Gerry Harvey Solomon Lew
Gerry Harvey (left) and Solomon Lew (right) (Images: Harvey Norman; AAP)

JobKeeper is set to be the greatest head-fake in the history of Australian fiscal policy. A policy purporting to keep workers employed is likely to achieve two other things. First, it led to a massive transfer of wealth from future generations (the young, and the not-yet born) to wealthy baby boomers. Second, it created a swathe of businesses that should have been wiped out by a COVID recession but instead live on, in zombified form.

At the time it was launched, JobKeeper was lauded by almost everyone. The left loved the prospect of free money purportedly being handed to young workers. The right loved it because it was a targeted boondoggle created by a Liberal government, which would likely be able to be manipulated by sophisticated businesses.

One (but not the only) flaw of JobKeeper was that it allowed companies to qualify for the cash handout based on a “forecast” of their turnover. In March 2020, as the nation was temporarily shut down, if a company believed (with reasonable justification) that its revenue would fall by 30% (or by 50% for larger businesses), it would be entitled to JobKeeper. Strangely, if it turned out revenue and profitability increased, the recipient could still keep the taxpayer-funded largesse.

JobKeeper was no relatively minor boondoggle, like regional grants — it cost $70 billion. Remember the much-criticised pink batts debacle? That cost $2 billion. Robodebt (before it imploded and led to a successful class action) wrongfully raised $2 billion from mostly unemployed people, some of whom ended their lives due to the mental anguish and stress.

Less obvious beneficiaries

While the high-profile winners from JobKeeper were billionaires like Solly Lew and Gerry Harvey, who collected tens of millions of dollars in taxpayer-funded lucre (note: the tax hasn’t yet been paid), they were merely the public face of JobKeeper. The less obvious beneficiaries are the millions of already wealthy, older Australians who own real and financial assets. Similar to the US, rampant fiscal (and monetary) expansion has translated not to consumer price inflation, but to asset price inflation.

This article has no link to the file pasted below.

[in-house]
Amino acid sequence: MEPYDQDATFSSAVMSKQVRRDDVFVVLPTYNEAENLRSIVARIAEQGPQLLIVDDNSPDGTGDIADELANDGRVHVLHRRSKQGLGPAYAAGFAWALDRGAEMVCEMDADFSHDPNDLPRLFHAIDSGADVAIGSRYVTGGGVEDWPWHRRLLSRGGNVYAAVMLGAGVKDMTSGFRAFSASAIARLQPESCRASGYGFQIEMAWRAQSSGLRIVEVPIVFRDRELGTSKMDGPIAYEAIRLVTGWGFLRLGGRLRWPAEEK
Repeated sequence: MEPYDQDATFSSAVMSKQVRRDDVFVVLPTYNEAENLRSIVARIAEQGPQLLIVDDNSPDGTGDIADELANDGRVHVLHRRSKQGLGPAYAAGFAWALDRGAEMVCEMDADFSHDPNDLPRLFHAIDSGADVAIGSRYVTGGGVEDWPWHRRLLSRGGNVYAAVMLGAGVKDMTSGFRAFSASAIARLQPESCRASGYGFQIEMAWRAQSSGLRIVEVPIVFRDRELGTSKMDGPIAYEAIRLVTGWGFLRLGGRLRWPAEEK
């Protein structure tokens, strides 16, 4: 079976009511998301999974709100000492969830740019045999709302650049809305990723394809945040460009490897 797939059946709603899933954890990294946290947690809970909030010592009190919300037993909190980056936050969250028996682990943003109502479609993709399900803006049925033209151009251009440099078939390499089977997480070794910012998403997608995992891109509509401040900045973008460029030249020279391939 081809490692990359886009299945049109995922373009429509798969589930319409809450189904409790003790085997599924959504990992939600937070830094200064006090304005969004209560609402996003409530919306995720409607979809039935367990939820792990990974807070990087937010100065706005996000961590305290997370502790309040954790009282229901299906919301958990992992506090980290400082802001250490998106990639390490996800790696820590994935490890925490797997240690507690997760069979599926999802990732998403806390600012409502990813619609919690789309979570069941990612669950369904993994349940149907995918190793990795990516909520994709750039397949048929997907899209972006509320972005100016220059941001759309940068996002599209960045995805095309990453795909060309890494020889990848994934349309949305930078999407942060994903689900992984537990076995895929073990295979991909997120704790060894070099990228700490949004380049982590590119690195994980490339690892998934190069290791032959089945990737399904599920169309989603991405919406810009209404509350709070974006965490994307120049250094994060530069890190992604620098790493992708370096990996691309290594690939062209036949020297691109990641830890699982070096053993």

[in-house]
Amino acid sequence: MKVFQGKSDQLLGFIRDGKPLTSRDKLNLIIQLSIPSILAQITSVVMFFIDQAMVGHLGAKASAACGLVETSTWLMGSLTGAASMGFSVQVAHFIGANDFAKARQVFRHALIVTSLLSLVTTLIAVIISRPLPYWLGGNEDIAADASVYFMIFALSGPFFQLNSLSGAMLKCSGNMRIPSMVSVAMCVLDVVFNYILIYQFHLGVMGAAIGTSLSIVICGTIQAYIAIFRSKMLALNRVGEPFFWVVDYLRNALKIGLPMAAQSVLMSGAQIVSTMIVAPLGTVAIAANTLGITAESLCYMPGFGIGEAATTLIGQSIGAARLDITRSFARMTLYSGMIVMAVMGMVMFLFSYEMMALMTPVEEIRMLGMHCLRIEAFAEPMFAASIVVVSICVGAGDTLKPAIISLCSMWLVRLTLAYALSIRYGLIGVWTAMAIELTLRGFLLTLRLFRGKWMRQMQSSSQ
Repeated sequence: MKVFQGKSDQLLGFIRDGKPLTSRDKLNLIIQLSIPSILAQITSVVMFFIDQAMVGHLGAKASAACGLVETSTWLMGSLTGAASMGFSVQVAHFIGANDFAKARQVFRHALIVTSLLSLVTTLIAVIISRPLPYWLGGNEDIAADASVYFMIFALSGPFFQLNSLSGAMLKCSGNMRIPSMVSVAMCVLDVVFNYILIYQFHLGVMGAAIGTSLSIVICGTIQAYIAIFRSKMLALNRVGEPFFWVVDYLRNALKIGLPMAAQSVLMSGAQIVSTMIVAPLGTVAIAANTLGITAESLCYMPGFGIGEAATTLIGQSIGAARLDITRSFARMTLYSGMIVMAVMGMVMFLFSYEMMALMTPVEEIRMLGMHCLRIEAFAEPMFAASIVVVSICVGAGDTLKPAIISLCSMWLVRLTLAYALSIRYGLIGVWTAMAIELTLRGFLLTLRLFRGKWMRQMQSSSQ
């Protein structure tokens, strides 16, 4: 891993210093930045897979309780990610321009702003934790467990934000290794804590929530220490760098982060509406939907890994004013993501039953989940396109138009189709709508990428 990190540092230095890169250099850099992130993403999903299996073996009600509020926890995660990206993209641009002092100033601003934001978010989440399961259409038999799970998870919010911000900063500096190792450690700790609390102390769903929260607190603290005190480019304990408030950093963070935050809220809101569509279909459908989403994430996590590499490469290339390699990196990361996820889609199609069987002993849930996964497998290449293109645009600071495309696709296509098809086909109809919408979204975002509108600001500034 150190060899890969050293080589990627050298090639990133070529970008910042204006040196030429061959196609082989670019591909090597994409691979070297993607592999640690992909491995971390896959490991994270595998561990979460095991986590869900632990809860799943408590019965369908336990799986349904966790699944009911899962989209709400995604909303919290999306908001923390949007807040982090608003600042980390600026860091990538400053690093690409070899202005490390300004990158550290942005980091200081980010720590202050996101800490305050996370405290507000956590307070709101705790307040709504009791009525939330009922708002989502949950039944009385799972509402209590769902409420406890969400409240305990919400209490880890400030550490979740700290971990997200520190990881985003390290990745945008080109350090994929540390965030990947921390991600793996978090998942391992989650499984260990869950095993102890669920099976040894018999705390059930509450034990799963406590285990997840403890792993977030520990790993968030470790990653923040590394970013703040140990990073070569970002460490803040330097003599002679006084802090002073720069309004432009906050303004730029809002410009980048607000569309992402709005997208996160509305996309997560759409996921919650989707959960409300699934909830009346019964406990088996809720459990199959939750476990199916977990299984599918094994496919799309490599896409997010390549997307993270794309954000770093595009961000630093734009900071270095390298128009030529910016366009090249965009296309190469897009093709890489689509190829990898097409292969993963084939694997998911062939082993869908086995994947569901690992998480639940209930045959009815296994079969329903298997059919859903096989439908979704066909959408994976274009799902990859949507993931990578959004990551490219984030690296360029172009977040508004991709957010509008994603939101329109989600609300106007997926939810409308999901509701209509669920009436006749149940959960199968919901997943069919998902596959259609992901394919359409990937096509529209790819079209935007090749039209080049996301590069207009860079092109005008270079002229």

Property prices, spurred by a combination of stimulus and near-zero interest rates (as well as looser bank lending terms, because that will end well) have jumped to record highs. The sharemarket last week also hit its all-time high. This makes assets such as property even more out of reach for many aged under 35. Don’t forget, the $70 billion-plus cost of JobKeeper is almost certainly not being paid for by anyone aged over 60 given the fiscally prudent Liberal Party is running world-record budget deficits.

So, just to summarise: older folks, who already own most of the assets, see those assets increase in price due to government policy, which will be paid for by young people who don’t own many assets.

The second problem is that the stimulus (coupled with other boomer-friendly policies such as rental relief and eviction protections) created a large number of zombie companies that survived only due to government policy. Podcaster and brand expert Scott Galloway summed it up: “Creative destruction is good for young people and bad for the entrenched. The shedding of skin from existing players to new innovators — it’s a means of transferring wealth. Unless you let the winds of creative destruction blow, all you’re doing is cementing the wealth and status of the incumbents.”

These half-dead businesses being funded by future taxpayers are preventing new businesses from taking their place.

The federal government could have easily fixed the obvious problem of JobKeeper. Any business that made a profit, paid a dividend or enjoyed revenue increases should simply repay JobKeeper, up to that reported profit or dividend level (whichever is higher).

So those who praised the Morrison government’s COVID policies should probably look more closely at the fine print. JobKeeper was no Marxist handout to the poor. It was a reverse Robin Hood: a tax on future generations that benefits the rich.

Postscript: as I’m finalising this article, The Australian just reported that The Australia Club, arguably the most elite group of white males in the country (membership of which is understood to include George Pell, Tony Abbott and sexual harasser Dyson Heydon), received millions of dollars of JobKeeper money in 2020, before reporting a surplus of $1.8 million.

Should companies that made a profit during the pandemic be forced to pay back JobKeeper? Let us know your thoughts by writing to Please include your full name to be considered for publication in Crikey’s Your Say section.

Adam Schwab is a commentator, business director, and the co-founder of He is also the author of Pigs at the Trough: Lessons from Australia’s Decade of Corporate Greed.